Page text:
Sole traders are quickly overtaking SMEs to become the most prevalent type of startup over the last year, amidst the thousands of new businesses helping to drive up the growth of the UK economy. However, government-backed schemes to encourage sole traders to hire at least one employee have not been successful. Here, we take a look at the facts and figures and how sole traders and SMEs can work towards creating a team of dedicated staff.
Facts and Figures
The Department for Business Innovation and Skills released figures showing the immense number of individuals becoming self-employed and SMEs starting up in recent months. It appears as though many of these new businesses are non-employing businesses which suggests financial constraints in terms of having funds available in order to make the first hire. Some interesting figures regarding the new influx of sole traders and SMEs are:
• At the beginning of 2014, the UK saw the highest rate of private sector businesses with a total of 5.2million, which is the first time ever the number has surpassed 5million.
• This creates a record-breaking annual increase of 330,000 new businesses since the start of 2014 which continues the overall increase that has been occurring since 2000.
• 76% of these new businesses are non-employers, meaning they are not in a situation to hire (or do not require) staff.
• Non-employing businesses made up around 80% of last year’s growth, signalling a shift in how people view their career paths in terms of being their own boss and taking on numerous job roles by themselves.
• The Royal Society for the Encouragement of Arts, Manufactures and Commerce (RSA) published a report stating that only 3% of sole traders hired and kept an employee between 2007 and 2012.
• In contrast, the BIS stated in their report that 66,000 SMEs have hired over 12million employees, turning an overall average of £1.2trillion.
What Does it Mean?
Whereas the BIS figures suggest a growing number of small businesses are employing staff, the majority still are not hiring. This leaves many wondering how the jobs of the future will materialise. With so many small businesses starting with just one member of staff, taking on more makes a greater demand on the business to generate enough of a turnover to indeed pay new staff. We looked at some figures from business insurance company The Hartford’s 2014 survey which sheds light on the success of new SMEs. They found that:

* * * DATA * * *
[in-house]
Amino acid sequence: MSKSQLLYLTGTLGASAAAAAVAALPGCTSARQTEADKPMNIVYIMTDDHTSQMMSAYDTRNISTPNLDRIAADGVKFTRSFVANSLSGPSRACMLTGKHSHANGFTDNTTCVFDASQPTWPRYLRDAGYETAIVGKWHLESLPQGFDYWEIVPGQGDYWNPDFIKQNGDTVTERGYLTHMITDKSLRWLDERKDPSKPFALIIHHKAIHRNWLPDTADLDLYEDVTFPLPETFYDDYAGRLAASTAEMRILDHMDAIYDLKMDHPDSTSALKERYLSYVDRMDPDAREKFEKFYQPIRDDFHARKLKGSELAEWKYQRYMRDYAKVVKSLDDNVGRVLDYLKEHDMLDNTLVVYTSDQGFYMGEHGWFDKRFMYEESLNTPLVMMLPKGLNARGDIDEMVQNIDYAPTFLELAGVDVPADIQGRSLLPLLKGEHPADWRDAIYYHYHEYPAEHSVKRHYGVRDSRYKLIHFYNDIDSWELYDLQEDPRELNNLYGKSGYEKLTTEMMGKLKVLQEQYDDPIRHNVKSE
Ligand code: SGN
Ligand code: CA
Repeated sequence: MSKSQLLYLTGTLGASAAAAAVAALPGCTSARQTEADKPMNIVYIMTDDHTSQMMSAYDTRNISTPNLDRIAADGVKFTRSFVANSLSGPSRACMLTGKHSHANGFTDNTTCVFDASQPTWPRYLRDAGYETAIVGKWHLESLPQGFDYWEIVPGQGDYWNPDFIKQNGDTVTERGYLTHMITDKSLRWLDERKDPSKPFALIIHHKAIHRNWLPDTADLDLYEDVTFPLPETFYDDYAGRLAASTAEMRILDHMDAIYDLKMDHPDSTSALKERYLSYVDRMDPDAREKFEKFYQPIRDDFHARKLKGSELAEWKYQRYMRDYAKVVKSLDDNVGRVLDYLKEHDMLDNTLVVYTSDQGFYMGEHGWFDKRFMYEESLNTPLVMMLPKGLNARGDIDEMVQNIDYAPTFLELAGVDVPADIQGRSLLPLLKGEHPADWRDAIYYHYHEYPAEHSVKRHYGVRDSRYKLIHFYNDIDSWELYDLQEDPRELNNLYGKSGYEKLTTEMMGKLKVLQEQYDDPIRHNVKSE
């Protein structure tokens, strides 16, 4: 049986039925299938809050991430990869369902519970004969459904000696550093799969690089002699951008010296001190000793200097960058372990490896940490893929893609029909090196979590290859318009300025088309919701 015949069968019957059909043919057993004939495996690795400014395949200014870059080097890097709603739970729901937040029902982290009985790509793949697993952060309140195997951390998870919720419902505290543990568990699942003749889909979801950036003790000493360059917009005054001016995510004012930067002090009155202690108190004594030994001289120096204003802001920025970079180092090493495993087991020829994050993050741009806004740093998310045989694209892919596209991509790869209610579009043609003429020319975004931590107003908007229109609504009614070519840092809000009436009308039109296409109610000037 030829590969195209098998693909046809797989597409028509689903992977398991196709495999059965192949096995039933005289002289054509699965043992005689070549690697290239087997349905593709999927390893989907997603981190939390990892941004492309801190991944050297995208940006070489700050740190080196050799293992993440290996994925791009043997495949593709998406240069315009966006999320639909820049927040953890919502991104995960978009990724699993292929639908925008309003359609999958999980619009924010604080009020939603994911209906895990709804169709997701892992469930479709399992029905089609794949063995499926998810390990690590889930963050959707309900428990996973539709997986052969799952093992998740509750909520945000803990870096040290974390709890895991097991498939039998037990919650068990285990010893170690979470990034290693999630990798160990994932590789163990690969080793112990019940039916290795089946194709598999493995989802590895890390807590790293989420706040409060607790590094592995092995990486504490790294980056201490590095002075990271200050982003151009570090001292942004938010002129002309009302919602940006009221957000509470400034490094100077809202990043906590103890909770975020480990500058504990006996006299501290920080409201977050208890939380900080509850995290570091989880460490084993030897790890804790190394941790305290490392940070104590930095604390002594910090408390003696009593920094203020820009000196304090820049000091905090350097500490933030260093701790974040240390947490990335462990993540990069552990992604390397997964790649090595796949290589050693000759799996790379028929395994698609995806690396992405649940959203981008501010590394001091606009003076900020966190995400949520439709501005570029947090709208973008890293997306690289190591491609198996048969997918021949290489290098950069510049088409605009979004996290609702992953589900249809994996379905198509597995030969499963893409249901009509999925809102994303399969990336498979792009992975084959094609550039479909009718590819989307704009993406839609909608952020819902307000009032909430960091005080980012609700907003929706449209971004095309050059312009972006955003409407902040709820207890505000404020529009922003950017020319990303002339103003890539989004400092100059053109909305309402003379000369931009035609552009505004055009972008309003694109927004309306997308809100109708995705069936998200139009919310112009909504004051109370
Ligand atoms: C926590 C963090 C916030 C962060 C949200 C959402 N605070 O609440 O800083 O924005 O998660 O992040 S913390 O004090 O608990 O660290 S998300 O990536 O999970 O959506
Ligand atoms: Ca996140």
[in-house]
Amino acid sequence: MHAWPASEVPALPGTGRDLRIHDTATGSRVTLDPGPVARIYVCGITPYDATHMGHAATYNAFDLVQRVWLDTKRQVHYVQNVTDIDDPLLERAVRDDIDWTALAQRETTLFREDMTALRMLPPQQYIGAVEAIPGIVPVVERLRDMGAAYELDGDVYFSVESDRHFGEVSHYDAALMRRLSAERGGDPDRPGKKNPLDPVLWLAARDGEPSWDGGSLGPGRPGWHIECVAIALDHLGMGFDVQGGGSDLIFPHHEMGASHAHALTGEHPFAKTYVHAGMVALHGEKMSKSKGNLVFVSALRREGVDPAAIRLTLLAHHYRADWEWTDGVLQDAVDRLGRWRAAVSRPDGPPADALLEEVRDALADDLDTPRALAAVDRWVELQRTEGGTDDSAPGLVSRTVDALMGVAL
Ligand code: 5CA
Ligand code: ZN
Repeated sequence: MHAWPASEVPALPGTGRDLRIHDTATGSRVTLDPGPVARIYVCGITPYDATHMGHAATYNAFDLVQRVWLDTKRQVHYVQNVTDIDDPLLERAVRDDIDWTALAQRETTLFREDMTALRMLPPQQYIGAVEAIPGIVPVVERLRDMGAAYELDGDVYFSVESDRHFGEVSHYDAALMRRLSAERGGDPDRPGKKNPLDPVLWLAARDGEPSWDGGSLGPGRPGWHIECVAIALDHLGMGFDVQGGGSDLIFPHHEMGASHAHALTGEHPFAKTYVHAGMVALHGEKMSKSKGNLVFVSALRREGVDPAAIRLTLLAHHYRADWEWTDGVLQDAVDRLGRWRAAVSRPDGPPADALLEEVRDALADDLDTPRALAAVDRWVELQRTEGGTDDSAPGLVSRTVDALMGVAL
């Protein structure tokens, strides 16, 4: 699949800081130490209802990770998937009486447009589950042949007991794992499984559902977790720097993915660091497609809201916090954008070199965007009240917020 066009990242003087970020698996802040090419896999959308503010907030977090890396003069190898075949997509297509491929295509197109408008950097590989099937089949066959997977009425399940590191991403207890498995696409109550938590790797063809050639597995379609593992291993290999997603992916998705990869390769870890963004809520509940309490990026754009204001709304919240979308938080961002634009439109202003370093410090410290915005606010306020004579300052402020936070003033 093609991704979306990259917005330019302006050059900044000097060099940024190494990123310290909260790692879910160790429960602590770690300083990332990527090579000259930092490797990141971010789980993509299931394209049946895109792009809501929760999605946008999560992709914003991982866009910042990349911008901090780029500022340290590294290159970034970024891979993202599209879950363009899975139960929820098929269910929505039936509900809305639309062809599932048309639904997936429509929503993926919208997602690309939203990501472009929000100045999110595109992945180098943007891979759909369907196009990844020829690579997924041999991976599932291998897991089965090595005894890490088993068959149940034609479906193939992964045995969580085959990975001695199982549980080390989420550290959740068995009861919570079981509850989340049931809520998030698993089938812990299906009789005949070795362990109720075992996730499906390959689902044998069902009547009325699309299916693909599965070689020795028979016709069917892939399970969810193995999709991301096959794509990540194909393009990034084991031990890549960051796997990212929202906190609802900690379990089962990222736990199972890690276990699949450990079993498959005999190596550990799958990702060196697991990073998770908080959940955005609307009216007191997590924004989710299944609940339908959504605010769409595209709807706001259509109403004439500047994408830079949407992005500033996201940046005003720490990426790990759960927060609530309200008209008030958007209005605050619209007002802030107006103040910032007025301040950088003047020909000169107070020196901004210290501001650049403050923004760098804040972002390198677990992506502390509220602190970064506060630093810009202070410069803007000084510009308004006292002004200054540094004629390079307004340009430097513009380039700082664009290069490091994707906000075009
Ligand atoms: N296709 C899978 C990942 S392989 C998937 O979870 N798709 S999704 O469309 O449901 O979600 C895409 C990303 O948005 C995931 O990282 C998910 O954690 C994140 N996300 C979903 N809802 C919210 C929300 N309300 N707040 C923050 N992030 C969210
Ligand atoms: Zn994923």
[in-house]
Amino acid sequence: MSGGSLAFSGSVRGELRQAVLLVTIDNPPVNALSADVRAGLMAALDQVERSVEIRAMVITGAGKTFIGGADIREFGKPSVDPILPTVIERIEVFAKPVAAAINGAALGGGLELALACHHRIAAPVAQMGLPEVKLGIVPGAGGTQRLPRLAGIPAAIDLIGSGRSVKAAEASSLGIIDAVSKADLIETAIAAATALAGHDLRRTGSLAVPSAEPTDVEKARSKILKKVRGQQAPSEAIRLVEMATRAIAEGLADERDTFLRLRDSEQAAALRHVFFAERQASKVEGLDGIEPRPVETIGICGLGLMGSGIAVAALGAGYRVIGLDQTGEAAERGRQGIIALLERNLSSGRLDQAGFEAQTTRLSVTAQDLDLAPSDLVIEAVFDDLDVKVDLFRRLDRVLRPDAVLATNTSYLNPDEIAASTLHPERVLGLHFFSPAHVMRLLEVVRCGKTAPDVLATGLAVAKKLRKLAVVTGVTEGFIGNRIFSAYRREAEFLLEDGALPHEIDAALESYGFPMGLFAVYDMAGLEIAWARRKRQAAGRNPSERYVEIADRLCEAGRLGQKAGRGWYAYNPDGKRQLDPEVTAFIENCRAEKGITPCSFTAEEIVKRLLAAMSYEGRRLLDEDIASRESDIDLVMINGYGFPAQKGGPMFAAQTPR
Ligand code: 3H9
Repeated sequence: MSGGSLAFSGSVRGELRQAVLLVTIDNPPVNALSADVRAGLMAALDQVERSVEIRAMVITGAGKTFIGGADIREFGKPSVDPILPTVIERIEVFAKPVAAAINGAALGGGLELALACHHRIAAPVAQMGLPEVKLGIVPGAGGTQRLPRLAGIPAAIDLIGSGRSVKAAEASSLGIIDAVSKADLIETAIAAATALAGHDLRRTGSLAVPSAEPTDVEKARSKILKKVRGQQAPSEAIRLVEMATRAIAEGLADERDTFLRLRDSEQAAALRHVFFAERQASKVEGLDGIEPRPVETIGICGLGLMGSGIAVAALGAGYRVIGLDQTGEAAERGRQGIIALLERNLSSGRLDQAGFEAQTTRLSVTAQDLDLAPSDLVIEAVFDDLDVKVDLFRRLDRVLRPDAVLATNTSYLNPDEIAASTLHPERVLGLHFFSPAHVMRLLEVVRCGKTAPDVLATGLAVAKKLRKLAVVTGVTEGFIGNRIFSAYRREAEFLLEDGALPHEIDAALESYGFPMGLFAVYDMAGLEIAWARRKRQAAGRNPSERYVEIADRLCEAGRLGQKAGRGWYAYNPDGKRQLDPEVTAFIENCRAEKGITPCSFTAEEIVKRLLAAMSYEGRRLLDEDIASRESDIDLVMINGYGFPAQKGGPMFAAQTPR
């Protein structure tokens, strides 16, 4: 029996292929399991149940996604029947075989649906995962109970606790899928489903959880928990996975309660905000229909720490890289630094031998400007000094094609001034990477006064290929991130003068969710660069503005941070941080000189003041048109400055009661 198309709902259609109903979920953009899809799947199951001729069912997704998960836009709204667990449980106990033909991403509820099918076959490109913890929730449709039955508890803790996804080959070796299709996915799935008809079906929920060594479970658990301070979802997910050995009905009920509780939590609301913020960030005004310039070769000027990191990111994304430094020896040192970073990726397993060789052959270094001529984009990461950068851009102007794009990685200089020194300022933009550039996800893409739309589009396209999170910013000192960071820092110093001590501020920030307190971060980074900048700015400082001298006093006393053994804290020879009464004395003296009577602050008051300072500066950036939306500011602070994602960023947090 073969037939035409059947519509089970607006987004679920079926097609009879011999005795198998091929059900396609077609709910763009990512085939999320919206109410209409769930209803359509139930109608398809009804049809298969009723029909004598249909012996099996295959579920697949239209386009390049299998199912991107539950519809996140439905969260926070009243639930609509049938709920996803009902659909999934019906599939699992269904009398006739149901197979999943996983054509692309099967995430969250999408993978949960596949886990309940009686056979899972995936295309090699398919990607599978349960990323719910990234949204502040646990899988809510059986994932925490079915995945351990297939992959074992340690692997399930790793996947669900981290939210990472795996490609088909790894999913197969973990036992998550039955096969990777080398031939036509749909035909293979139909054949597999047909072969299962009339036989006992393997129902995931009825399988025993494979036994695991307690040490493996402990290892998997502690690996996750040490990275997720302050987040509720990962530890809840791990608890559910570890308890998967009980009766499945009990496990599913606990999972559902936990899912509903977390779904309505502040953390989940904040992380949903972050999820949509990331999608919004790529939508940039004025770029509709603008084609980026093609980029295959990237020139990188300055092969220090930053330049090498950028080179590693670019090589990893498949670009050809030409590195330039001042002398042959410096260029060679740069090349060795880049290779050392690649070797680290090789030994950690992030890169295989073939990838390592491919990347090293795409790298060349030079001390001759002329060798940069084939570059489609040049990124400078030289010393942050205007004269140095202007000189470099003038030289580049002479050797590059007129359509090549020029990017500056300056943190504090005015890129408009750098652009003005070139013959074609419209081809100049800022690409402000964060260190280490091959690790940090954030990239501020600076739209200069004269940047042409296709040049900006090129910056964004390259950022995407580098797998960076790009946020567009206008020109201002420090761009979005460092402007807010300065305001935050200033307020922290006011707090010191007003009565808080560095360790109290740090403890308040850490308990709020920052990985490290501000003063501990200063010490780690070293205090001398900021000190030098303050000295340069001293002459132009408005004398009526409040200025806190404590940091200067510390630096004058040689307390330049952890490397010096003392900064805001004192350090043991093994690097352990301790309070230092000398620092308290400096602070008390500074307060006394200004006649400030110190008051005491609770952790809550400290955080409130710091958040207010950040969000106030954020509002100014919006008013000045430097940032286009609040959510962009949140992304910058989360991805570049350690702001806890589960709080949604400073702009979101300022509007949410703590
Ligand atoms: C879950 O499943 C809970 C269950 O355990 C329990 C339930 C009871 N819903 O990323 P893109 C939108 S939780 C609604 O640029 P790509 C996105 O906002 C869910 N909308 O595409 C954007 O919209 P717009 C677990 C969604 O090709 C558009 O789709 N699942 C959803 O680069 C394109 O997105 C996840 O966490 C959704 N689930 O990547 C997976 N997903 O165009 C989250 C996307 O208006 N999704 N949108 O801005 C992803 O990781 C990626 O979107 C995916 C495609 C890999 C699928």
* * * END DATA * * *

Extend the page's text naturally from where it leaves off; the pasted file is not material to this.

• 36% of sole traders or SME owners state their business was not growing quickly enough to warrant new hires.
• 34% said it was financial constraints stopping them from recruiting staff members in spite of a growing need for them.
• 31% were adopting numerous job roles as part of their own in order to save money and negate the need to recruit.
In terms of the growth of these small businesses, it appears there is an increasing desire among UK job seekers to find a job that pleases them on an existential level, rather than in a financial sense. Many companies had to make redundancies after the recession and the trust in big businesses to develop in the long-term with prospects for growth began to wane, and many believed they could achieve the success they wanted through running their own business or offering their services ad hoc as a sole trader. Figures from The Hartford’s survey support this, with 79% saying they want to do work they are passionate about.
For SMEs and sole traders, the prospect of recruiting can seem like an unnecessary expense if the jobs can be done by oneself. However, once the demand grows beyond what one person can physically do, utilising a low cost online recruitment agency is the best way to ensure you are not paying over the odds and still receiving quality applications from top drawer candidates.
For candidates, working for an SME or sole trader may actually be more beneficial in the long term than working for a larger corporation. This is due primarily to the sheer number of businesses starting out. Figures to support the benefits of working for these smaller companies include:
• 66% support a national minimum wage increase, and 81% already pay more than the current minimum wage.
• There may be less of a risk working for an SME as over half (55%) operate their company’s finances more carefully in the wake of the recent recession.
• With 77% of small business owners considering themselves as happy and successful in terms of their business, SME offices could potentially be friendlier and brighter places to work with a strong sense of camaraderie.
When SMEs get to the point where they must recruit in order to continue offering the same quality of service to customers or consumers, a strong sales recruitment ethos is needed. Sales recruitment can often be the most important area to consider as these are the staff who will be communicating the product and brand message whilst helping to drive new business and increase profitability. While many may consider recruiting high quality sales candidates as not financially viable, there are many options for saving money but maximising the search for talent.
Many start-ups wish to utilise the less expensive mediums when recruiting for the first time, which is why online recruitment agencies are such a positive influence. Although the recent figures show a contrast in how many new non-employment businesses are starting when compared with the number who are hiring, there is more potential now than ever before for people to find their dream job, and not necessarily as part of a large corporation.